It might be time for me to start thinking differently about Stanford.

Getting to know Stanford: Same but different?

Obviously in the words below I’ll dive into these Cardinal but I’d like to begin with Maples Pavilion. I grew up watching the backboards sway and the floors bounce. We’d turn down the TV volume as Arthur Lee’s Cardinal became Jason Terry’s daddy. We’ve seen Tiger act-a-fan court side (hated it but appreciated it). It’s an intimate venue and an easy place to catch a game. It should be every bit of the 3.5 point home court advantage and then some. Currently, however, it is not. The team hasn’t won at Monty levels in awhile and hasn’t been subsequently supported. It’s a shame because – living in the Bay Area – I want to see some rowdy. Do I really have to head to USF for Gonzaga’s visit?

Why I love them: Dwight Powell, Josh Huestis, Anthony Brown, Stefan Nastic, John Gage, and Aaron Bright. That was Johnny Dawkins’ 2010 recruiting class and every single one of them is on this team. “There’s unfinished business,” Dwight Powell says. You’re darn right there is and that’s coming out of a senior who just may be feeling the urgency of his imminent graduation. But boy do I love seniors and boy do I love seniors that are supported by a junior, Chasson Randle. This team has talent at every position and has the quintessential PG to run a Stanford basketball team. Then there’s the whole do-it-for-Andy storyline where these guys have a teammate, Andy Brown, who will be sorely missed from this team. This off-season he suffered his fourth ACL tear, ending his Cardinal career. He’s no longer on the team but promises to be he’ll continue to be a part of the team. Powerful stuff.

Why I hate them: They ain’t done shit! As stated, this is one helluva crew and I love their makeup and the things they appear to be capable of. But that aforementioned senior class is just 26-28 in Pac-12 play with two NIT appearances (I will begrudge them a 2012 NIT championship  but will also note they closed their season 5-8 to “earn” that un-invitational). College basketball is a dance recital and the Cards haven’t been dancing. Not since 2008 when there were two guys who looked alike who you might’ve heard of (Hi, Brook! Hi, Robin!). Maybe that’s why they signed Marcus and Malcolm Allen? No, shared DNA ain’t fixing this. And I’m not entirely sure I’m buying what Johnny Dawkins and Powell were telling us about what’s different for this team, “We’re thinking differently.” What does that even mean? The team did go through NAVY Seal training (see below) and have tested and pushed themselves in ways they supposedly have not before. I applaud that. I understand and appreciate culture shifts. I actually talked to a close friend who is a Red Sox fan about John Farrell’s work in Boston. He’s taken a dumpster fire and last place team with seven free agents to the World Series and baseball’s best record. Shifts are possible. But that also included a leadership change and that’s a path I never like to head down. I’m selling the “change of thinking” thing and buying – speculatively – the urgency of seniority.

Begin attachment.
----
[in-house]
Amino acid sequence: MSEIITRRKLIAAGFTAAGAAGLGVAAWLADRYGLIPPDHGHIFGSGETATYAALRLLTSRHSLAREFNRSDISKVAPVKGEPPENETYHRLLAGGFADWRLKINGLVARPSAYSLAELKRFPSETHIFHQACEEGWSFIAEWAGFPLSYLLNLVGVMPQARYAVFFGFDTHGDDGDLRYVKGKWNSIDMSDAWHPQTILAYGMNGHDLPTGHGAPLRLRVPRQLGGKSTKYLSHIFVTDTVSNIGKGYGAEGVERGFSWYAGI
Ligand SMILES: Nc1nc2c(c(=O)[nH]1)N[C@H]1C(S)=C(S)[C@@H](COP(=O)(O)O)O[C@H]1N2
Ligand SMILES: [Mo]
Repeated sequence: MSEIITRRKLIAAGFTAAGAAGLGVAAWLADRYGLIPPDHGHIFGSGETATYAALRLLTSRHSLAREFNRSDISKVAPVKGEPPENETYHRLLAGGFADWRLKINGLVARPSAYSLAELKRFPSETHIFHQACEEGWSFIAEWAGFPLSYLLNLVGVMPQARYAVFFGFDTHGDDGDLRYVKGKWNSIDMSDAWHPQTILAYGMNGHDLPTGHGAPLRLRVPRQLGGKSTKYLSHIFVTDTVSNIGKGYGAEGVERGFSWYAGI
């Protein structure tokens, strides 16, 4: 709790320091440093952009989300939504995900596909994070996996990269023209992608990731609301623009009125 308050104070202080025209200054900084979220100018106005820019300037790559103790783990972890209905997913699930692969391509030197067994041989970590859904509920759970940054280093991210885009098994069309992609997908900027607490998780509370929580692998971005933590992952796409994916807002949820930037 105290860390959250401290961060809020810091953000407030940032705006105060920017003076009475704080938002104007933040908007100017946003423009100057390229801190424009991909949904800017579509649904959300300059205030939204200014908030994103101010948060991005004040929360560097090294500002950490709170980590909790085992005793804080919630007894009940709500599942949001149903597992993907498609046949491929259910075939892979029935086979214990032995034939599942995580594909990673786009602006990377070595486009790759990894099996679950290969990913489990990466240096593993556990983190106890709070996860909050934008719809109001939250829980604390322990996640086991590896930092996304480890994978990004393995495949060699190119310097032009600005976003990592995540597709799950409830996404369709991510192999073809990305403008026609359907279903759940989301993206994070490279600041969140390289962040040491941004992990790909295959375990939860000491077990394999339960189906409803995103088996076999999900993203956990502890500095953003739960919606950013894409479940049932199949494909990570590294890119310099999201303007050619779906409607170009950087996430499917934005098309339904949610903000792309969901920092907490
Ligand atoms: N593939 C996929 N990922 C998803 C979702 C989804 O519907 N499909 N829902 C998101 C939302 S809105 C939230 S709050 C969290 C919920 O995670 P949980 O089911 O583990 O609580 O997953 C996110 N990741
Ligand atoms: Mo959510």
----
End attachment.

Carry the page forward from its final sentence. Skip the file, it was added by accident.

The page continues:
Stat you need to know:


That is the usage percentage returning to Maples this season. Compare that to the next most in Pac-12: Colorado’s 69%. Frankly, I’ve already gone in on this whole what-will-they-do-with-all-that-returning-skill thing so I’ll just say remind you they’re returning a 9-9 team.

In their words: My man, @kevo408, calls D-League hoops for the Santa Cruz Warriors, is all over the Pac-12 Post, and attended this here Stanford spot. Thanks, Danna Man.

Marcus is the scorer and Malcolm the passer from what I recall. Marcus is certainly more highly touted but I’m not sure they’ll be the major factors. It’s really a do-or-die year for the Card. They’re going to be tested early with Bucknell, BYU, Northwestern, a trip to Denver and UCONN. They’ll take on Beilein’s Wolverines in Brooklyn and could draw Pitt there as well in the Legends Classic. They haven’t proven yet they can close a team out. I can’t count the number of ways these guys lost games last year: Powell missing a DUNK down two at USC; Powell not knowing the clock and making the game tying layup after the buzzer; Randle fouling beyond mid-court with less than a second left in a tie ball game. Do they haveit? I don’t know. But I want to see them in the Dance.


“”I just want to thank all of my teammates.”
– Andy Brown

Outlook: I want desperately to say I like this team’s prospects but they return that 9-9 team that underwhelmed me season long (except when I saw them demolish Oregon). Have I mentioned that? Everyone else across the conference is rolling out rosters that  make the Cardinal an afterthought. I keep thinking about them and I can’t imagine three guys named Allen (Marcus, Malcolm, and Rosco) making a tournament changing impact. Which means that if we’re going to believe in these Cardinal, well we have to believe something different; the same approach Dawkins and team are taking. I’m all for mental fortitude I just don’t know if you can force it. I’ve seen my fair share of players asked to be leaders and get handed the How to Lead for Dummies book. That usually turns into a disingenuous, untrusted teammate. These aren’t bad guys. Just guys who are asked to be something they’re not (perhaps reference: Lyons, Mark). But I’ll tell you what, if any school was going to be clever enough to figure this stuff out…